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Here is the last problem of my final exam in "Commutative algebra" which I think, no one has solved it completely, today!

Let $R$ be a commutative Noetherian ring. Let $a_1,\dots,a_n$ and $b_1,\dots,b_n$ be two regular sequences in $R.$ Prove that there is a regular sequence $c_1,...,c_n$ s.t. for each $i$, $1 \leq i \leq n$, $$c_i \in (a_1,\dots,a_i) \cap (b_1,\dots,b_i).$$

Note: I attempted to show that $c_i=a_ib_i$ is the desired one, but it seems that we can not do anything, when $i \geq 2.$

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Your attempt does not work for the sequences $(x,y)$ and $(y,x)$ in $k[x,y]$. – Mariano Suárez-Alvarez Jun 20 '11 at 11:46
up vote 5 down vote accepted

Did you learn about the notion of depth in your class? Let $I$ be an ideal in $R$, a commutative noetherian ring. We call a regular sequence $c_1, \dots, c_k \in I$ a maximal $I$-sequence if we cannot find any $i \in I$ such that $c_1, \dots, c_k,i$ is still regular. It is a surprising fact that the length of any maximal $I$-sequence is the same. This length is called the depth of $I$.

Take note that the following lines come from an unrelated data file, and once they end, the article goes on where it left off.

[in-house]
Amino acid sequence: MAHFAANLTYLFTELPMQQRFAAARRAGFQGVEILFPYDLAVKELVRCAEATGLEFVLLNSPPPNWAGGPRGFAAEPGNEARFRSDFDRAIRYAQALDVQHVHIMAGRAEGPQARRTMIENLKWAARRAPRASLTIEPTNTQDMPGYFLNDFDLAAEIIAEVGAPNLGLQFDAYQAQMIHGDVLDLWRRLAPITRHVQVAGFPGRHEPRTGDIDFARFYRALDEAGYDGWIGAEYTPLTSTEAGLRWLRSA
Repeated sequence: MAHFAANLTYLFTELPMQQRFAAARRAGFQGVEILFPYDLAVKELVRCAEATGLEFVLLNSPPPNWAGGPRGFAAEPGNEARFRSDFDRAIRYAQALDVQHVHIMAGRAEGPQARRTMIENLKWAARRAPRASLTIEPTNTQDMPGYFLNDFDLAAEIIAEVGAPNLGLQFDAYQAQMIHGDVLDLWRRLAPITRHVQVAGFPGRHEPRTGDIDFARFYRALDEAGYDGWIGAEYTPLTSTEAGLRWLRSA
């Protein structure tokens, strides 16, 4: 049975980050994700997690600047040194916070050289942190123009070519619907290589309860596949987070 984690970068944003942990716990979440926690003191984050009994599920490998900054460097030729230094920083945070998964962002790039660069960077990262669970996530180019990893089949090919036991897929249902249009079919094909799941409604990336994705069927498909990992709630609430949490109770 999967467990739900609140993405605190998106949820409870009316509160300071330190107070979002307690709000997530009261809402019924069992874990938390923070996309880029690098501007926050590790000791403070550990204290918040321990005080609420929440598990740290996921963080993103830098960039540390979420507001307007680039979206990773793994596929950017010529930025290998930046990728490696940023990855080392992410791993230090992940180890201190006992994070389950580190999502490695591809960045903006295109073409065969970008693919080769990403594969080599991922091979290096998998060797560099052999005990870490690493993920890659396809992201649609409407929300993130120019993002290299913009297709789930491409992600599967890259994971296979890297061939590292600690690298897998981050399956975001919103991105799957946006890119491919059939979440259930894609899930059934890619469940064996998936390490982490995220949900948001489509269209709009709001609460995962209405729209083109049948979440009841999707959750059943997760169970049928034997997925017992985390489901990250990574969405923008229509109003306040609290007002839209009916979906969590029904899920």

It's not at all obvious from first principles that you can define depth, but once it's well-defined your problem becomes much easier:

We do induction: the case $n=1$ is just what you said above. Now take two regular sequences $a_1, \dots, a_n$ and $b_1, \dots, b_n$. Inductively we have that there exists $c_1, \dots, c_{n-1}$ regular such that $c_i \in (a_1, \dots, a_i) \cap (b_1, \dots ,b_i)$. To finish the proof we just need to find $c_n \in (a_1, \dots, a_n) \cap (b_1, \dots ,b_n)$ that is not a zerodivisor mod $(c_1, \dots ,c_{n-1})$. The depth of both $(b_1, \dots ,b_n)$ and $(a_1, \dots, a_n)$ are $n$. Why?

Thus $c_1, \dots, c_{n-1}$ is not a maximal $(\{a_k\})$-sequence or $(\{b_k\})$-sequence. So we can extend it and both: we can find $d \in (\{a_k\})$ and $d' \in (\{b_k\})$ neither $d$ or $d'$ are zerodivisors mod $(c_1, \dots, c_{k-1})$. Thus $dd'$ is not a zero divisor either, but is in both ideals, so it's the desired element.

Bottom line: the notion of depth is really handy. Unfortunately, I don't know a really elementary proof that it's well defined (that all maximal $I$-sequences have the same length). Most proofs use cohomology-- we define a chain complex associated to the generators of the ideal, and the depth is the first place where the complex is not exact.

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Excellent: +1. To the OP: I highly recommend that you accept this answer – zcn Jun 27 '14 at 17:30
I just looked in Kaplansky, and he does give an elementary proof of the well-definedness of depth. You could plug that in here, and make my answer entirely elementary, but it would just look unmotivated and harder. My philosophy on regular sequences is that its always easiest to use the Koszul complex when you can. – Phil Jun 27 '14 at 21:44

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